On the Front Foot: Australia's stars are about to turn one-day game upside down

For cricket to prosper, it is frequently suggested that more former star players need to be involved in its running. This is worth remembering when examining the radical proposals for one-day cricket to be introduced in Australia this winter. In a revolutionary departure justified by the statement "The Public told us to act and we have", the competition is unrecognisable from anything seen before. It will be played over 45 overs, instead of the international standard of 50. But that is barely the half of it. Each side will have two innings of 20 and 25 overs but with 10 wickets spread across them. They can field 12 players but only 11 can bat and field. There will be no power plays but there will be fielding restrictions at the start of each innings. Bowlers may bowl up to 12 overs (for the first time in one-day cricket, sides can use a minimum of four bowlers, not five). A point will be awarded for a lead on first innings and four points for a win. All this and yet in Test cricket, if a bowler breaks down in the first over there is still no scope for a replacement. Of six voting members of the playing conditions panel four are former internationals – Mark Taylor, Matthew Hayden, Greg Chappell and Shane Warne. It may or may not work. Presumably it depends on whether anyone can work out what on earth is going off out there. The whole ethos of one-day cricket should lie in its simplicity.

Adrian Hamilton: The benighted lot of Pakistan

A little over a year ago, the Pakistan army launched a much-lauded (in the West at least) assault on the Taliban in the Swat Valley and North-West Pakistan. The result was well over a million civilians displaced and some 10,000 or more killed. Now the monsoons have come to the same people in the same area, killing at least 1,300 and affecting more than three million.

Cameron 'does not regret Pakistan comments'

David Cameron will try to assuage Pakistani fury over remarks linking the country with terrorism after its president arrives for a visit to Britain tomorrow.

Rain hampers plane crash recovery efforts

Emergency teams battled heavy rain and mud today to recover bodies strewn over hills overlooking the Pakistani capital after the country's worst plane crash.

Air traffic blunder may have caused crash that left 152 dead in Pakistan

Pakistan is marking a national day of mourning after the largest plane crash in the country's history yesterday left no survivors.

Passenger plane crashes near Islamabad

A passenger jet crashed into the hills overlooking Pakistan's capital amid poor weather today, killing all 152 people on board and blazing a path of devastation strewn with body parts and twisted metal wreckage.

Soldiers take joint action to tone down high-stepping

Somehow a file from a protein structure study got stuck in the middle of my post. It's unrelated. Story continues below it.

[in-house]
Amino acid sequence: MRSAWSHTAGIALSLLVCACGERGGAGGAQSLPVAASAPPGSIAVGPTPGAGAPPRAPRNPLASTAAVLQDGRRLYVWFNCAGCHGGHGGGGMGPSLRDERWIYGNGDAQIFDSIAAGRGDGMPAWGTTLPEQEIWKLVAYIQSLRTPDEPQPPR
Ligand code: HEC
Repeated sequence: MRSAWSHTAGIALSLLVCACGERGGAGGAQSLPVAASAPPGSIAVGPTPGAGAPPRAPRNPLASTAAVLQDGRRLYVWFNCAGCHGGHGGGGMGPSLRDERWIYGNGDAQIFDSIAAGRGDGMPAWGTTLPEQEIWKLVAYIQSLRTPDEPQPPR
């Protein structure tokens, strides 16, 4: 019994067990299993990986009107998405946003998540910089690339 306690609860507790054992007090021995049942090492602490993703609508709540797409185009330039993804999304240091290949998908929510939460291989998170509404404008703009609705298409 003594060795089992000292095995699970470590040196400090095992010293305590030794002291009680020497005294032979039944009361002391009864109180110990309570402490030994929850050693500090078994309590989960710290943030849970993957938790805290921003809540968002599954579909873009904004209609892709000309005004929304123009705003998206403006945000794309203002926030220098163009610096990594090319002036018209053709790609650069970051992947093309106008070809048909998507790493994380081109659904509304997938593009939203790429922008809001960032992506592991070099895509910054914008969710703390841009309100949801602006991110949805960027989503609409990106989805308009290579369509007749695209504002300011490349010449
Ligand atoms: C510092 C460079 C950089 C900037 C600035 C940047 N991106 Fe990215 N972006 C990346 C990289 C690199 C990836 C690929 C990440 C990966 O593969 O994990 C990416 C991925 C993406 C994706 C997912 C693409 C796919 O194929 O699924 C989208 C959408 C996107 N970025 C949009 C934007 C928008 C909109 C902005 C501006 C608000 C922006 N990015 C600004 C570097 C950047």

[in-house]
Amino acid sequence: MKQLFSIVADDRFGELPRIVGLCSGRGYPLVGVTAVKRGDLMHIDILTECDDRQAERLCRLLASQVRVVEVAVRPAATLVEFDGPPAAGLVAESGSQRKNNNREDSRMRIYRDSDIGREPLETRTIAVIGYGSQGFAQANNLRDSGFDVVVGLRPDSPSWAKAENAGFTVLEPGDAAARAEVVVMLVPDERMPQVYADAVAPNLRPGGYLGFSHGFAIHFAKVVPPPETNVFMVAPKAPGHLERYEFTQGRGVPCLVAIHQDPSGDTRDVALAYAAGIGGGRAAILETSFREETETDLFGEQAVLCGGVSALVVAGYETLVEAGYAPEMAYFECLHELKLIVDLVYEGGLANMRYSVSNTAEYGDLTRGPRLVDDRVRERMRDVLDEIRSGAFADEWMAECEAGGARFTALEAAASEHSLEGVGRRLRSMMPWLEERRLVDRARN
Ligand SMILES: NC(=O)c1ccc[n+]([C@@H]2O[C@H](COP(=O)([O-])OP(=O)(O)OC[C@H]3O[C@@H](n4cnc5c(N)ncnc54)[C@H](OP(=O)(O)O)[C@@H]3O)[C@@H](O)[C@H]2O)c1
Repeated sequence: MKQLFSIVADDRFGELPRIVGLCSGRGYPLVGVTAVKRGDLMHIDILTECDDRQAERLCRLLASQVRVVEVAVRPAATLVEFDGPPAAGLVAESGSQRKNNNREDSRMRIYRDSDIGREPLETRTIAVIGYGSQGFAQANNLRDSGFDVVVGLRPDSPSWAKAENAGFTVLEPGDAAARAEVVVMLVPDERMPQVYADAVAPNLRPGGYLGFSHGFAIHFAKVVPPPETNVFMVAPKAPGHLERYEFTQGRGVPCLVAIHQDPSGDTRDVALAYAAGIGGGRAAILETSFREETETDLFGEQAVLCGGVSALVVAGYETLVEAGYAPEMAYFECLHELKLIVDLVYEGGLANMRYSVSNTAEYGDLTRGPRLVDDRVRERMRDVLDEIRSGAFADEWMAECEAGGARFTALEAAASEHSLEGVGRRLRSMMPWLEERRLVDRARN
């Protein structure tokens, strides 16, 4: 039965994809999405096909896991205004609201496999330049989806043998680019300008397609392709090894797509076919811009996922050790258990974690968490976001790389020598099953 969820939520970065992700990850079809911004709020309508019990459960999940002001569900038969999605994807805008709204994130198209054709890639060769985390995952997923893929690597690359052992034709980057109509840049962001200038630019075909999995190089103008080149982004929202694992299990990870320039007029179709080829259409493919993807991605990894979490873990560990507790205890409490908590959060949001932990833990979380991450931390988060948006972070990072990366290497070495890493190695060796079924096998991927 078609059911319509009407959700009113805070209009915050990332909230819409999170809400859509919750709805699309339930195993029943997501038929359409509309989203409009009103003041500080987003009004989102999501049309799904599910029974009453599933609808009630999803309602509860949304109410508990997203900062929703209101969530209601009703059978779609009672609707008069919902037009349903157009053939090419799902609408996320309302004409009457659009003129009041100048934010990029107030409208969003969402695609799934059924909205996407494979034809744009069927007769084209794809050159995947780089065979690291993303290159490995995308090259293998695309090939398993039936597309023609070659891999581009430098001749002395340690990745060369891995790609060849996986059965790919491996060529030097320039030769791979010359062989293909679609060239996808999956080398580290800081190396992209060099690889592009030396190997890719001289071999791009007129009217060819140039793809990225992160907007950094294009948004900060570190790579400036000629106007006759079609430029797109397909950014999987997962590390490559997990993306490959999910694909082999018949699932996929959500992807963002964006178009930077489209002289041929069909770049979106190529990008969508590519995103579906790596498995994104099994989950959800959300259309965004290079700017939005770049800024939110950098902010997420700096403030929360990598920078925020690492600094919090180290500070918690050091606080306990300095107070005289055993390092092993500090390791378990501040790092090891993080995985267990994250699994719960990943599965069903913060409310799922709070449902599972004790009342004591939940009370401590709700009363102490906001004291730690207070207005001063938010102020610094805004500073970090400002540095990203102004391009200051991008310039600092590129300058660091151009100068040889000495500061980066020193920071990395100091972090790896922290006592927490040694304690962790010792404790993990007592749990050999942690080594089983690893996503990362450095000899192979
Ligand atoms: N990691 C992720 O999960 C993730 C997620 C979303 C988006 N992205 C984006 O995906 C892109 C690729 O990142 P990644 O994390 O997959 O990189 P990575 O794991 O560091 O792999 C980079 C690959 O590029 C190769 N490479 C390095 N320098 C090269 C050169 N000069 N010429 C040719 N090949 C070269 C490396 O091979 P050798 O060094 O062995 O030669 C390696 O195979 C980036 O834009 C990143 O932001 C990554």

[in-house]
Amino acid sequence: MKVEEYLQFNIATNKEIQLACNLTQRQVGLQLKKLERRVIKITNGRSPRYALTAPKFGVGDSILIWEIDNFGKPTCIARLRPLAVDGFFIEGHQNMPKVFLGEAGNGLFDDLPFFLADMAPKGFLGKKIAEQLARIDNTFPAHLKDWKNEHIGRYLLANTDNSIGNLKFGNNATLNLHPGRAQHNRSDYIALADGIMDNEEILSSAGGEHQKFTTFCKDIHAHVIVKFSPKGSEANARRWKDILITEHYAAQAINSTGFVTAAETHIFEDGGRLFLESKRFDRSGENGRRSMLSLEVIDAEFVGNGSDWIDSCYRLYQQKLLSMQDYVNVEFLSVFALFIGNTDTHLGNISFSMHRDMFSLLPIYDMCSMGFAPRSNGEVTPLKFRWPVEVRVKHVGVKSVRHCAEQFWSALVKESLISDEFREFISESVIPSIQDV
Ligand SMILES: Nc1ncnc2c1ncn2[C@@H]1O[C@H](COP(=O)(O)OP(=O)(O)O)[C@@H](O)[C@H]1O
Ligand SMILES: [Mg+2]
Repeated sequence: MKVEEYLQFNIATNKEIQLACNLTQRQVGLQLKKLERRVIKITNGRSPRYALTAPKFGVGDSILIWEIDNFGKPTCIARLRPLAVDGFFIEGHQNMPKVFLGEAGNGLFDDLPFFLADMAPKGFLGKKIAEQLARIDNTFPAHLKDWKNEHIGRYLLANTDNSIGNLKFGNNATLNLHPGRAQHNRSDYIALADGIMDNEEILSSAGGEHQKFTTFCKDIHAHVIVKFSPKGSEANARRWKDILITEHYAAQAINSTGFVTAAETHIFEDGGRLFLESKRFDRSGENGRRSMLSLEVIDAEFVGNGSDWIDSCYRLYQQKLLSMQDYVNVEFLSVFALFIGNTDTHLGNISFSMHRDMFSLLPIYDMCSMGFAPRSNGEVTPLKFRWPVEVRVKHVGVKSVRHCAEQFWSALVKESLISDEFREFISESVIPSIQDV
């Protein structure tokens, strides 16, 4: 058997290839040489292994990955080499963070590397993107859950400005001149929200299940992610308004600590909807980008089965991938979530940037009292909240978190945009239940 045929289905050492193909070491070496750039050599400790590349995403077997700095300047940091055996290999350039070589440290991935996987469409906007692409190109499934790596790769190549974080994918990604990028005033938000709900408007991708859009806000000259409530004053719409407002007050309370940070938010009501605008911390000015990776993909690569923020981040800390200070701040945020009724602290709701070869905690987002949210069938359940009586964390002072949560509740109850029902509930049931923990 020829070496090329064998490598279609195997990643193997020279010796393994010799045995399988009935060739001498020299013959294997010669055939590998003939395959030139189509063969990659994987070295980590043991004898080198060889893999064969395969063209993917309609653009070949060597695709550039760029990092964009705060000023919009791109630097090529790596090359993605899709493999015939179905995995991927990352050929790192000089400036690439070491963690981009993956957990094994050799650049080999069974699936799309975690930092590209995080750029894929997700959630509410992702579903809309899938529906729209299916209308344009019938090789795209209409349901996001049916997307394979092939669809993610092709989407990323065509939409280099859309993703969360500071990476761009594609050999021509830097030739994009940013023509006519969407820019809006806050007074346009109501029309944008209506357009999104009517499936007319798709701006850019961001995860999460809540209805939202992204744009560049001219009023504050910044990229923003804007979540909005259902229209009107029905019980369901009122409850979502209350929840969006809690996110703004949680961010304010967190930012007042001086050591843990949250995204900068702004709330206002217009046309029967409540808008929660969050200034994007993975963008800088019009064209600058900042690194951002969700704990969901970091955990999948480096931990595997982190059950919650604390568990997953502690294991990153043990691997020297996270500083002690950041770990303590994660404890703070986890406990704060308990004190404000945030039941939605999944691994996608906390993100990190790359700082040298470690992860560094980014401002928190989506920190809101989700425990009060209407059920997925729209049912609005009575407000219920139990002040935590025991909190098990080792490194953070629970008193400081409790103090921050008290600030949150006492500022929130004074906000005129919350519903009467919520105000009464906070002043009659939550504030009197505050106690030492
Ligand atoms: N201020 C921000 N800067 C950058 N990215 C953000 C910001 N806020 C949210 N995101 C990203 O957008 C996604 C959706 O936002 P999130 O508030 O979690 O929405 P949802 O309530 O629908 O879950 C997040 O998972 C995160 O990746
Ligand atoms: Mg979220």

For decades, the high-stepping, border closing ceremony at Wagah-Attari has been an opportunity for both Indian and Pakistani soldiers to put on their most aggressive, intimidating display of martial rigour.

Afghan deal reopens trade route to Pakistan and India

Forty-six years after talks started, Afghanistan has struck a trade deal with Pakistan opening a direct route to India and calling to mind its past glories as the crossroads of Asia.

Leading article: The right kind of aid

For too long, US aid for Pakistan has meant aid for the military. Over the decades huge amounts of money have disappeared into the pockets of corrupt officials or – worse – ended up with the intelligence services, whose ties to the Taliban in neighbouring Afghanistan are now notorious. Too little went on improving the lives of ordinary people. Washington, fortunately, seems to have learned that lesson, however late in the day.

Public anger at US over bombing

Pakistanis lashed out at the US yesterday, blaming its alliance with their government and its presence in Afghanistan for spurring two suicide bombers to kill 42 people at the country's most important Sufi shrine.

C Uday Bhaskar: If the army returns, the Kashmiri tinderbox could ignite

There's a need for quick, credible and legitimate political intervention

Pakistan spies have 'seat on Taliban council'

Pakistan's notorious spy agency provides crucial funding and training to Taliban fighters operating inside Afghanistan and is represented on the movement's leadership council, according to a new report that says links between the two are deeper than previously believed.

Gunmen attack Nato trucks near Pakistan capital

Suspected Taliban gunmen in Pakistan set fire to more than 50 trucks carrying supplies for Western forces in Afghanistan, killing at least seven people in the first such attack near the capital, police said today.

US warns of terror link to catering firm

The US embassy has warned that terrorist groups may have "established links" to a high-class catering company based in the Pakistani capital.

Grandfather killed in Pakistan attack

A grandfather was beaten to death by armed robbers while visiting family in Pakistan.

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